Maybe it's not surprising that this diminutive actress, best known for playing tough-talking Carla Tortelli on Cheers, was born way out in Brooklyn, NY, on Coney Island. What's hard to believe is that as a child she was painfully shy, and remains so despite her success. Perlman was briefly a drama major at Hunter College in New York City, but she dropped out to pursue acting opportunities in off-Broadway theater productions, and it was on one of these productions in 1970 that she met her future husband, Danny DeVito.
The couple moved to Los Angeles in 1976 to look for film and television work. Perlman made her television debut in the made-for-TV movie Stalk the Wild Child. She would go on to make numerous TV appearances, but it was DeVito's good fortune that led to her big break. His role as volatile dispatcher Louie De Palma on the sitcom Taxi led to Perlman being cast as Louie's girlfriend, Zena Sherman, a recurring role that she would reprise until the series ended. Because of her work on Taxi, James Burrows, creator and producer of both Taxi and Cheers, remembered Perlman when he was casting venom-tongued barmaid Carla, whom she played for 11 seasons, and for which Perlman received 10 Emmy Award nominations (she won four).
Significant film appearances include the critically acclaimed Sunset Park and Matilda, which was directed by DeVito. After Cheers, Perlman continued to work in TV and film. In 1996, she produced and starred in the short-lived sitcom Pearl. She made guest appearances on Mad About You and reunited with former Cheers cast mates with guest appearances on Becker and Frasier. Perlman continues to work on projects for television and spends a great deal of time with her husband and their three children.
Carla's troubles probably began on the day of her christening, when she was bestowed with her birth name: Carla Maria Victoria Angelina Teresa Appollonia Lozupone. That's a lot of name for such a diminutive woman - never mind the two additional names she'll add to it with each subsequent husband. But if anyone can manage, it's this vitriolic hothead, a working mother with eight kids and Cheers' resident wisecracking waitress.
Nearly no one escapes the lash of her barbed tongue (save for Sam and Coach), and she takes absolute delight in tormenting Diane, for whom she has an assortment of unpleasant nicknames. Carla has no time for high-minded Diane, and she has no qualms about taking her (or anyone else) down a peg. She doesn't suffer fools either, and she often turns her wrath onto bar know-it-all Cliff Clavin. Sharp tongue aside, Carla is really a good waitress. She's been at it since she was 15. Twice married -- first to stammering nitwit (and father of five of her kids) Nick Tortelli, then to hockey player Eddie LeBec (father of her twins Elvis and Jesse) -- Carla's only real weakness (other than being extremely superstitious) is men. She met and married Nick when she was 15, and remained faithful to him throughout their 10 years together (the same cannot be said for philanderer Nick). LeBec is a loveable lug and the only person more superstitious than Carla. When a runaway Zamboni kills him, Carla is not only convinced she's cursed, but also that Eddie is communicating with her from the other side. Between Nick and Eddie, she has a whirlwind romance with Dr. Bennett Ludlow (Frasier's mentor), with whom she has child number six, also named Ludlow. After Eddie's death Carla has a steamy affair with John Hill, owner of Melville's restaurant and Cheers' upstairs competitor.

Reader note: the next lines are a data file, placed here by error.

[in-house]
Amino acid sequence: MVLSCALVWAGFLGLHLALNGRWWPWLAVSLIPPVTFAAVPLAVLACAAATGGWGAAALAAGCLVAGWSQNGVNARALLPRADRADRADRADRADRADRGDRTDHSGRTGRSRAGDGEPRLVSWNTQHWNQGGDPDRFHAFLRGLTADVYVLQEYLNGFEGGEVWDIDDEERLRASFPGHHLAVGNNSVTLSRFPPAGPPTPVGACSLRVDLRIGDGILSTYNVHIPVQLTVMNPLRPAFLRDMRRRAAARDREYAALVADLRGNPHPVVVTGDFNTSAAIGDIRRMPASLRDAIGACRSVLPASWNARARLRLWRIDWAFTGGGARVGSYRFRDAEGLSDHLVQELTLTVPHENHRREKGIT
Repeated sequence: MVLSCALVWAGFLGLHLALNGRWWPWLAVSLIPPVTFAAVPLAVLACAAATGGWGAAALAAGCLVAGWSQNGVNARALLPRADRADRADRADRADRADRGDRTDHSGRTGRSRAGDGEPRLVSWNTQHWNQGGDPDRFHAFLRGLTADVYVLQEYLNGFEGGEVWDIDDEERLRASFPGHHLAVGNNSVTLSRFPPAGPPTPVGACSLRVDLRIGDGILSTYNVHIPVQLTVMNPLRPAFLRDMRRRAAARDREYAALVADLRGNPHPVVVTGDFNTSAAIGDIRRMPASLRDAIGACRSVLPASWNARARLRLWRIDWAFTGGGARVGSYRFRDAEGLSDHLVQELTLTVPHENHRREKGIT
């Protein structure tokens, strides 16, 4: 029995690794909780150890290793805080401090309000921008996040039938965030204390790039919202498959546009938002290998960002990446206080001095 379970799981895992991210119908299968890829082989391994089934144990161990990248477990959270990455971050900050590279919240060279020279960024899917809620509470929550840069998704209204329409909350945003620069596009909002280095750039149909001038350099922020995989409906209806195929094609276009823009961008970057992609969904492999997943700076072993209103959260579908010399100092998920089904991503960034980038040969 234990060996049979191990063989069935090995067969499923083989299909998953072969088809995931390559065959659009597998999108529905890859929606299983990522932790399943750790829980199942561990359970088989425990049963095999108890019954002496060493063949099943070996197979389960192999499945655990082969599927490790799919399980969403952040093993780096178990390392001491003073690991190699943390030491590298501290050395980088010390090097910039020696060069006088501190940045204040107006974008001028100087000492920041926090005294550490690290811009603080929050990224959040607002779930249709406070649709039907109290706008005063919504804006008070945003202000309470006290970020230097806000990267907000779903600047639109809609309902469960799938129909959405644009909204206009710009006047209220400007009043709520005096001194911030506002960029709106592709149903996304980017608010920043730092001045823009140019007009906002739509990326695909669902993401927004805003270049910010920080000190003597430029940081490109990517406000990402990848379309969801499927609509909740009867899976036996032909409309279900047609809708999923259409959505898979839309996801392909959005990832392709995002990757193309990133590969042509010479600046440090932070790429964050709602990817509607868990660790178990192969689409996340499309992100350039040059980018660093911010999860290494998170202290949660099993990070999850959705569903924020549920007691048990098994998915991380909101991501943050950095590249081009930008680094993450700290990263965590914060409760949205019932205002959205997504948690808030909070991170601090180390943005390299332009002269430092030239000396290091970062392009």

In her youth, Carla was a bit of a hell-raiser (she did a little time at St. Clete's Correctional Institute for Wayward Girls -- a lot of good that did), and now she's got her own wild and willful brood. Carla spends a lot of energy bickering with and managing them, particularly her oldest son, Anthony. She loves him to death, but is fearful he's following in her footsteps. Undoubtedly, Carla takes comfort in her job at Cheers, not because it provides her with her livelihood, but because it gets her away from her feral pack of kids.